The boxes can be transformed into a kitchen, a living room, a dining room and a bedroom for barbies, small cuddly toys or plastic zoo animals that live together harmoniously. Cover different sized boxes with construction paper to create a refrigerator, stove, microwave, fireplace, table, chair, bed, TV sofa, and more. Stick bottle caps and toothpaste lids on kitchen tables.
Create blankets and curtains from scraps of fabric, fabric softener sheets or napkins. Frame the windows, doors, artwork, bookcases, and televisions on the insides of the boxes that make up the walls. Or cut out photos of all of this from magazines and stick them on the walls. Cut out a pretty photo or picture of a painting and draw your own frame around it for artwork to hang on the walls.
8. Treehouse mural
Flip a 6 foot piece of easel paper vertically and kids can create a tall tree with their dream tree house on top. The tall trunk can be painted or stained and contains textures from nature, magazine photos or fabric. Add residents who might live in a tree, such as birds and beetles.
At the top, you’ll draw a simple tree house with a flat floor and railings, or a detailed one with windows, stairs, a rooftop observation deck, and all the bells and whistles. Emphasize it again with drawing, magazine pictures, fabric, and anything else that sticks.
9. Your city, USA.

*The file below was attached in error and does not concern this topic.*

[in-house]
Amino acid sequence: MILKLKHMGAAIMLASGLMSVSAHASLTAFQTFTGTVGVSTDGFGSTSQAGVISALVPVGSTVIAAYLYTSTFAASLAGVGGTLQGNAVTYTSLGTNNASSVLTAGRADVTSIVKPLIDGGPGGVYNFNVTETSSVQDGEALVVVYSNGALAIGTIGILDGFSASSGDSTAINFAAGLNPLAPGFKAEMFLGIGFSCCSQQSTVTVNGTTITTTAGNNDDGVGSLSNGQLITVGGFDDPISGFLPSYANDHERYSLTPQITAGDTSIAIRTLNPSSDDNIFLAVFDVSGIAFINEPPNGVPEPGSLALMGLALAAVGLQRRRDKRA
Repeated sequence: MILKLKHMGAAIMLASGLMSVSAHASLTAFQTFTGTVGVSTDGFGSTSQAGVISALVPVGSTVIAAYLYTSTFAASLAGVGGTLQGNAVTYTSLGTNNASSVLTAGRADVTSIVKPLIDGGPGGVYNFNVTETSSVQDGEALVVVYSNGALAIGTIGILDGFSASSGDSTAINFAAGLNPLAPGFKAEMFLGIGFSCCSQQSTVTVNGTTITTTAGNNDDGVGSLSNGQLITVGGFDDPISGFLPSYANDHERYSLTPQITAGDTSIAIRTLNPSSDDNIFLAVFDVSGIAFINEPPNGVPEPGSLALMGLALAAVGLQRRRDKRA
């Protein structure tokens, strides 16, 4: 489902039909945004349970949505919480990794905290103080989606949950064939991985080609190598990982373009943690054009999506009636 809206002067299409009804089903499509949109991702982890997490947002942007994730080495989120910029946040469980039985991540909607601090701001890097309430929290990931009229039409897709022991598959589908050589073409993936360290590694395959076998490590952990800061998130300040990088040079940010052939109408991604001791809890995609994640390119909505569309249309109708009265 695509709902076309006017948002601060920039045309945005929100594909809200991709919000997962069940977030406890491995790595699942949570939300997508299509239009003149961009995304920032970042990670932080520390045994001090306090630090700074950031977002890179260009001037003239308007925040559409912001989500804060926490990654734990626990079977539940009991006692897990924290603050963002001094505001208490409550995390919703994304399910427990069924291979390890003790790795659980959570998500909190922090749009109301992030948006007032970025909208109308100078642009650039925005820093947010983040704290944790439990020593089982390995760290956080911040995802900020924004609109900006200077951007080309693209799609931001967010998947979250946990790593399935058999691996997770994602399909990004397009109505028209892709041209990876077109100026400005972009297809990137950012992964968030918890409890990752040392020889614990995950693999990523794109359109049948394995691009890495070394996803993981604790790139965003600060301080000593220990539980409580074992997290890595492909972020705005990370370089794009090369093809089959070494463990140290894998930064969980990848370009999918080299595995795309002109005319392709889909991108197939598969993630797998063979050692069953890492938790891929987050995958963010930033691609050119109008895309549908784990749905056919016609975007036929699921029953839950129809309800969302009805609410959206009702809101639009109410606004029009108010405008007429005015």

Form a city out of boxes and cardboard boxes covered in paper, then decorate it with markers, magazine photos, and stickers to create doors and windows. Combine two boxes into one building. They can be placed on a long sheet of easel paper that can be decorated with streets, parking lots, and parks. Add model cars to the city.
For larger boxes, put something heavy like a stapler, stone, or paperweight inside to keep them from tipping over.
10. Tropical Island mural
Draw a curve across the bottom of a 6 foot long easel paper and dye or paint it so it looks like sand. Glue real sticks and leaves or photos from magazines to create palm trees and other lush vegetation.
Cut fabric or paper and glue hammocks between the trees. Draw or cut out photos of rocks and water to add waterfalls. Draw or cut out pictures of huts, animals and tropical flowers.
Katherine Snow Smith is a senior writer for The Penny Hoarder.
This article originally appeared on www.thepennyhoarder.com